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Encyclopedia > Weimar, Germany

For the locality in Texas called Weimar see Weimar, Texas, there is also Weimar bei Kassel and Weimar in Marburg-Biedenkopf.


Coat of arms Map
Missing image
Weimar-coat_of_arms.png
Weimar's coat of arms

Germany, with Weimar as a red dot.
Statistics
State: Thuringia
District: Independent city
Area: 84.27 km²
Population: 63,691 (12/31/2002)
Population density: 755.8/km²
Elevation: 208.6 m
Postal code: 99421,
99423-99427
(old: 5300)
Area/distance code: 036-43
Location: 50.8667/50°58' N lat.
11.31667/11°19' W long.
Municipal code: 16055000
Car designation: WE
Address of
the city administration:
17 Schwanseestr.
Weimar 99421
Website: www.weimar.de
Politics
Mayor: -->


Weimar is a city in Germany. It is located at 50° 58 min 6 s north / 11° 18 min 6 s east, in the Bundesland of Thuringia (German: Thüringen), close to the Thüringer Wald to the south, shortly to the northeast of Erfurt, and approximately fifty miles (75 kilometers) southwest of Halle and Leipzig. Its current population is approximately 62,000. The oldest record of the city dates to the year 899.


Weimar is one of the great cultural sites of Europe, since it was the home to such luminaries as Bach, Goethe, Schiller, and Herder. It has been a site of pilgrimage for the German intelligentsia since Goethe first moved to Weimar in the late 18th century. The tombs of Goethe, Schiller, and Nietzsche may be found in the city, as may the archives of Goethe and Schiller.


The period in German history from 1919-1933 is commonly referred to as the Weimar Republic, as the Republic's constitution was drafted here while the capital, Berlin, with its streets rioting after the 1918 revolution, was considered too dangerous for the National Assembly to convene.


Weimar was the center of the Bauhaus movement. The city houses art galleries, museums, the German national theatre, and the Bauhaus University. During World War II, there was a concentration camp near Weimar, at Buchenwald, a little wood that Goethe had loved to frequent.


UNESCO selected the city as cultural capital of Europe ("Kulturstadt Europas") for 1999.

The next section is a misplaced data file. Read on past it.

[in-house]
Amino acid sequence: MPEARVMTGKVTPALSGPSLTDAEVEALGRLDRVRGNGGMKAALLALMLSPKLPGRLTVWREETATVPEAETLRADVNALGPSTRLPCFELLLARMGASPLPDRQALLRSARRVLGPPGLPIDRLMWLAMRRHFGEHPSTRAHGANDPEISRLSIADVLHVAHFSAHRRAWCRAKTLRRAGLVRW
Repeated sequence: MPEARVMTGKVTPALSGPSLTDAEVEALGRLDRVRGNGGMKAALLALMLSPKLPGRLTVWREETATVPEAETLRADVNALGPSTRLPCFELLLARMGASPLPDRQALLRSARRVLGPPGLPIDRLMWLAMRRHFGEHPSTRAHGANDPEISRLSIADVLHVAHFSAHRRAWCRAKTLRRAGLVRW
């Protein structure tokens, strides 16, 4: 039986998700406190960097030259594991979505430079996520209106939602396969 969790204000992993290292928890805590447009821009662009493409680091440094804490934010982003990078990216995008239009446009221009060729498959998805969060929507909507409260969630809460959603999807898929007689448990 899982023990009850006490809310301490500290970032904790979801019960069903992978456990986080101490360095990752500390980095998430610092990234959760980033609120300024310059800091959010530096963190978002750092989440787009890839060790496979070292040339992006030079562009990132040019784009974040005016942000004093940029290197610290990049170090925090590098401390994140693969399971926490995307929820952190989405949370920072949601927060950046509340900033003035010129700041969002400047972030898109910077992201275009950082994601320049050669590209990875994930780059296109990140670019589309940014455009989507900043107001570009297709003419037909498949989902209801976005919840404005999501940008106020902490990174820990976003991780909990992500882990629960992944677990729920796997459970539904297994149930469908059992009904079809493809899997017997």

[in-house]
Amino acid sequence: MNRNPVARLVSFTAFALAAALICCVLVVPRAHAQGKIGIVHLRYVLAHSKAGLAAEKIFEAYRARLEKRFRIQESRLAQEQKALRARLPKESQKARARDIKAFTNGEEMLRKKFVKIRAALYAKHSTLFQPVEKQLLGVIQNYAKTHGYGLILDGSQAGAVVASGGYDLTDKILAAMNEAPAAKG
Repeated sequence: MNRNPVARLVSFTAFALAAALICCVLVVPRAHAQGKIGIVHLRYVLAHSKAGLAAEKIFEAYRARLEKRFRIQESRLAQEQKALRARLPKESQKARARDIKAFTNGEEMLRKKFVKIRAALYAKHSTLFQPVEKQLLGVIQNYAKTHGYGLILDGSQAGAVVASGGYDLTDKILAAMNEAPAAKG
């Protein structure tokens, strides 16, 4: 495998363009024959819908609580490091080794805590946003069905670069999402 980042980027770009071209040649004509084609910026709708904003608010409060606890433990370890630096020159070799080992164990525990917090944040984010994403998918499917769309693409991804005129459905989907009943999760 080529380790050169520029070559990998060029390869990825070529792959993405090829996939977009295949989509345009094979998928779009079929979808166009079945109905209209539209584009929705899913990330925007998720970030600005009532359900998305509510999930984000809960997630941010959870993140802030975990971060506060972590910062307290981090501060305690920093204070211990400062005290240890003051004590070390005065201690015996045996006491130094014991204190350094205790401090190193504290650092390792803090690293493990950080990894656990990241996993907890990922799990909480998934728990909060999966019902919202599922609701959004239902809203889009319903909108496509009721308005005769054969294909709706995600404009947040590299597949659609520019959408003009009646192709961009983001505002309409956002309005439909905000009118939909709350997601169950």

On September 3, 2004, a fire broke out at the Duchess Anna Amalia Library. The library contains a 13,000-volume-strong collection of Goethe's masterpiece Faust, in addition to a music collection of the Duchess. An authentic Lutheran Bible from 1534 was saved from the fire. The damage toll measures into the millions of dollars. The number of books in this historic library exceeded 1,000,000, of which 40,000 to 50,000 were destroyed. The library belongs to the UNESCO world heritage, and is one of the oldest public libraries in Europe. The fire, with its destruction of much historical literature, amounts to a huge cultural loss for Germany, Europe, and indeed the world. A number of books were shock-frozen in the city of Leipzig to save them from rotting.

Contents

Districts:

  • Ehringsdorf
  • Gaberndorf
  • Gelmeroda
  • Holzdorf
  • Kromsdorf
  • Legefeld
  • Niedergrunstedt
  • Oberweimar
  • Possendorf
  • Schöndorf
  • Süßenborn
  • Taubach
  • Tiefurt
  • Tröbsdorf

Twinnings:

Transportation:

It is connectey one freeway anf two routes:

  • Autobahn
    • A4 (http://de.wikipedia.org/wiki/Bundesautobahn_4)
  • Routes:
    • 7
    • 85

Sporting clubs

  • TC Weimar 1912 e.V. (http://de.wikipedia.org/wiki/TC_Weimar_1912_e.V.)

External links

  • Weimar's official website (http://www.weimar.de/en/)
  • Art galleries in Weimar (http://www.augentier.de/kusa/index_en.php)
  • Ginkgo Museum, Weimar (http://www.Mythos-Ginkgo.de)
  • Deutsches Nationaltheater (http://www.nationaltheater-weimar.de)

  Results from FactBites:
 
Choices Program (588 words)
In Weimar Germany and the Rise of Hitler students have an opportunity to ponder the lessons for democracy from one of the 20th century's most troubling political legacies.
Weimar Germany and the Rise of Hitler asks students to see the world through the eyes of Germans in the Weimar era and to contemplate German political choices in 1932.Students examine the foundations of Western democracy and explore the political culture of Weimar Germany.
Part I reviews Germany's emergence as a major power in the late 19th and early 20th centuries and recounts the country's defeat in World War I. Part II examines the forces that contributed to the polarization of German politics in the late 1920s and early 1930s.
Weimar Republic - Wikipedia, the free encyclopedia (5821 words)
The use of the English word empire and its adjective imperial may be confusing because the Weimar Republic was a republic; empire is an imprecise translation of the German word Reich (which does not have a specific monarchic connotation) and is increasingly translated as commonwealth or realm.
Germany was admitted into the League of Nations, made agreements over her western border, signed a neutrality pact with Russia, and disarmament was brought to a halt.
The fall of the Weimar Republic was closely analysed thirteen years later during the Nuremburg Trials when it was decided that in the case of the aristocratic Catholic Franz von Papen, along with the Rhenish-Westphalian Industrial Magnates, conspiracy to assist Adolf Hitler to power was not an indictable offence.
  More results at FactBites »

 
 

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